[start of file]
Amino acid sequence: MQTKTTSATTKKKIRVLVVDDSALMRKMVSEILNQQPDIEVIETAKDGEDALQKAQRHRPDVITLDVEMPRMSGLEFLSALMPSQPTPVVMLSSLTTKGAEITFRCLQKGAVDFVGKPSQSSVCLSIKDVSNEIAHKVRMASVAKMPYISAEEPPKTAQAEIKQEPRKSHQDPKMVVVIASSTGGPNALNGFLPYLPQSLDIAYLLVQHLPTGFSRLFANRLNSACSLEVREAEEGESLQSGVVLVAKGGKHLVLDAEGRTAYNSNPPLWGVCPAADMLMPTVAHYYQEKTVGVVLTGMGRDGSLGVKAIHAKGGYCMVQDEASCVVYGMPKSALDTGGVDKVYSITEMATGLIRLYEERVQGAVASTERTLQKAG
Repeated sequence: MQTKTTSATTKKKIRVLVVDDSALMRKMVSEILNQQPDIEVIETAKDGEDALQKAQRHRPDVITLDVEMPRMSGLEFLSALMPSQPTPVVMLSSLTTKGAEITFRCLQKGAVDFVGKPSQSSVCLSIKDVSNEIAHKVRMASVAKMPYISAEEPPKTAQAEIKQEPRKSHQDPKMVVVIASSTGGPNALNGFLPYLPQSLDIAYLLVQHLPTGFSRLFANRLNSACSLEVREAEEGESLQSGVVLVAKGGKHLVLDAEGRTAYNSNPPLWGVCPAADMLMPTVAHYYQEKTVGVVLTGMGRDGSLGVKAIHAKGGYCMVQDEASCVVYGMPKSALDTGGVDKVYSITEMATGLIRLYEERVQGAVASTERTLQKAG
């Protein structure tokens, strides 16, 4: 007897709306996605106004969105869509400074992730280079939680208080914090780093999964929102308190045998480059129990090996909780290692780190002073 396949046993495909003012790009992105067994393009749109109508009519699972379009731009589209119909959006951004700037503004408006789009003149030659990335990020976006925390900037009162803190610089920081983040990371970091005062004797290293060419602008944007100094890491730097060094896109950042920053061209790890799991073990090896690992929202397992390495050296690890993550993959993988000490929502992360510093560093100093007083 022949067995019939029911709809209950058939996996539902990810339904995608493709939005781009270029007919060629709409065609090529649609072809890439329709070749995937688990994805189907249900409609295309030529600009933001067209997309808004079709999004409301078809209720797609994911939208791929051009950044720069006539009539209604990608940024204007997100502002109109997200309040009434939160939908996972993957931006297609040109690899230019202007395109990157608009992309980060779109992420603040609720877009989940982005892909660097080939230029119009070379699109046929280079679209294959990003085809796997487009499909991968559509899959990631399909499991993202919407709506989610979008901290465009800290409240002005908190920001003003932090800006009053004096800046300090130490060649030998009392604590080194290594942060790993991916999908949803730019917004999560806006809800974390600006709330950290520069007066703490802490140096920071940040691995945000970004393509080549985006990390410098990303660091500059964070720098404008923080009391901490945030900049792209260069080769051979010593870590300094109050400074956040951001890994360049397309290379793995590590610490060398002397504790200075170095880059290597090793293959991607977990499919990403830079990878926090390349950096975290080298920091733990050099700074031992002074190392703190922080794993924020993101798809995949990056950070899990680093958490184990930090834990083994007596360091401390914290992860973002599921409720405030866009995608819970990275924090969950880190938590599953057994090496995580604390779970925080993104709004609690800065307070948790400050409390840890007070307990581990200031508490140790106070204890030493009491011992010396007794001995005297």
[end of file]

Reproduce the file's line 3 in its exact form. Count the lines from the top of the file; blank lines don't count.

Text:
């Protein structure tokens, strides 16, 4: 007897709306996605106004969105869509400074992730280079939680208080914090780093999964929102308190045998480059129990090996909780290692780190002073 396949046993495909003012790009992105067994393009749109109508009519699972379009731009589209119909959006951004700037503004408006789009003149030659990335990020976006925390900037009162803190610089920081983040990371970091005062004797290293060419602008944007100094890491730097060094896109950042920053061209790890799991073990090896690992929202397992390495050296690890993550993959993988000490929502992360510093560093100093007083 022949067995019939029911709809209950058939996996539902990810339904995608493709939005781009270029007919060629709409065609090529649609072809890439329709070749995937688990994805189907249900409609295309030529600009933001067209997309808004079709999004409301078809209720797609994911939208791929051009950044720069006539009539209604990608940024204007997100502002109109997200309040009434939160939908996972993957931006297609040109690899230019202007395109990157608009992309980060779109992420603040609720877009989940982005892909660097080939230029119009070379699109046929280079679209294959990003085809796997487009499909991968559509899959990631399909499991993202919407709506989610979008901290465009800290409240002005908190920001003003932090800006009053004096800046300090130490060649030998009392604590080194290594942060790993991916999908949803730019917004999560806006809800974390600006709330950290520069007066703490802490140096920071940040691995945000970004393509080549985006990390410098990303660091500059964070720098404008923080009391901490945030900049792209260069080769051979010593870590300094109050400074956040951001890994360049397309290379793995590590610490060398002397504790200075170095880059290597090793293959991607977990499919990403830079990878926090390349950096975290080298920091733990050099700074031992002074190392703190922080794993924020993101798809995949990056950070899990680093958490184990930090834990083994007596360091401390914290992860973002599921409720405030866009995608819970990275924090969950880190938590599953057994090496995580604390779970925080993104709004609690800065307070948790400050409390840890007070307990581990200031508490140790106070204890030493009491011992010396007794001995005297």